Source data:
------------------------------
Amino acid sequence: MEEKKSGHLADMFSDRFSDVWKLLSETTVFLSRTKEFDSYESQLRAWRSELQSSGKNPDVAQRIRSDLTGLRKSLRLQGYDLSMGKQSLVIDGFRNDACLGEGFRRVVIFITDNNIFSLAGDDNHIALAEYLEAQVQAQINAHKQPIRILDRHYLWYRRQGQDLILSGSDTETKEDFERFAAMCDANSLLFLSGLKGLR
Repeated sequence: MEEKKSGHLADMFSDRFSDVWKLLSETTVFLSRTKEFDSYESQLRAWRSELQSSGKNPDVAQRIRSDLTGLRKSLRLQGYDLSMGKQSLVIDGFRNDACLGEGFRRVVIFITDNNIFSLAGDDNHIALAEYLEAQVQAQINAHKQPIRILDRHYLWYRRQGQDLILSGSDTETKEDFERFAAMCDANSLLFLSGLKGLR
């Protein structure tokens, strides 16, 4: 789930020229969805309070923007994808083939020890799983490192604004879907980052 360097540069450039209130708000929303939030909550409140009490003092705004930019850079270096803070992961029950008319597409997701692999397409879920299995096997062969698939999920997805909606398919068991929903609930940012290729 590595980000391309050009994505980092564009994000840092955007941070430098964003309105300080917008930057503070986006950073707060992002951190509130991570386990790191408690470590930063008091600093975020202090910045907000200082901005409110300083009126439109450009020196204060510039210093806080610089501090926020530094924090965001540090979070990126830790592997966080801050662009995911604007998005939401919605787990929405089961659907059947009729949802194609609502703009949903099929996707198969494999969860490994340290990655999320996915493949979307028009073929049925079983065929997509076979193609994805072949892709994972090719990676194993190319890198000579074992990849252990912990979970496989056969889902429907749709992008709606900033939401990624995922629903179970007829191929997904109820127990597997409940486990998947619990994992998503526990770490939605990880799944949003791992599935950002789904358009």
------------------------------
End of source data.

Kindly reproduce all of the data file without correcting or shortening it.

Amino acid sequence: MEEKKSGHLADMFSDRFSDVWKLLSETTVFLSRTKEFDSYESQLRAWRSELQSSGKNPDVAQRIRSDLTGLRKSLRLQGYDLSMGKQSLVIDGFRNDACLGEGFRRVVIFITDNNIFSLAGDDNHIALAEYLEAQVQAQINAHKQPIRILDRHYLWYRRQGQDLILSGSDTETKEDFERFAAMCDANSLLFLSGLKGLR
Repeated sequence: MEEKKSGHLADMFSDRFSDVWKLLSETTVFLSRTKEFDSYESQLRAWRSELQSSGKNPDVAQRIRSDLTGLRKSLRLQGYDLSMGKQSLVIDGFRNDACLGEGFRRVVIFITDNNIFSLAGDDNHIALAEYLEAQVQAQINAHKQPIRILDRHYLWYRRQGQDLILSGSDTETKEDFERFAAMCDANSLLFLSGLKGLR
């Protein structure tokens, strides 16, 4: 789930020229969805309070923007994808083939020890799983490192604004879907980052 360097540069450039209130708000929303939030909550409140009490003092705004930019850079270096803070992961029950008319597409997701692999397409879920299995096997062969698939999920997805909606398919068991929903609930940012290729 590595980000391309050009994505980092564009994000840092955007941070430098964003309105300080917008930057503070986006950073707060992002951190509130991570386990790191408690470590930063008091600093975020202090910045907000200082901005409110300083009126439109450009020196204060510039210093806080610089501090926020530094924090965001540090979070990126830790592997966080801050662009995911604007998005939401919605787990929405089961659907059947009729949802194609609502703009949903099929996707198969494999969860490994340290990655999320996915493949979307028009073929049925079983065929997509076979193609994805072949892709994972090719990676194993190319890198000579074992990849252990912990979970496989056969889902429907749709992008709606900033939401990624995922629903179970007829191929997904109820127990597997409940486990998947619990994992998503526990770490939605990880799944949003791992599935950002789904358009």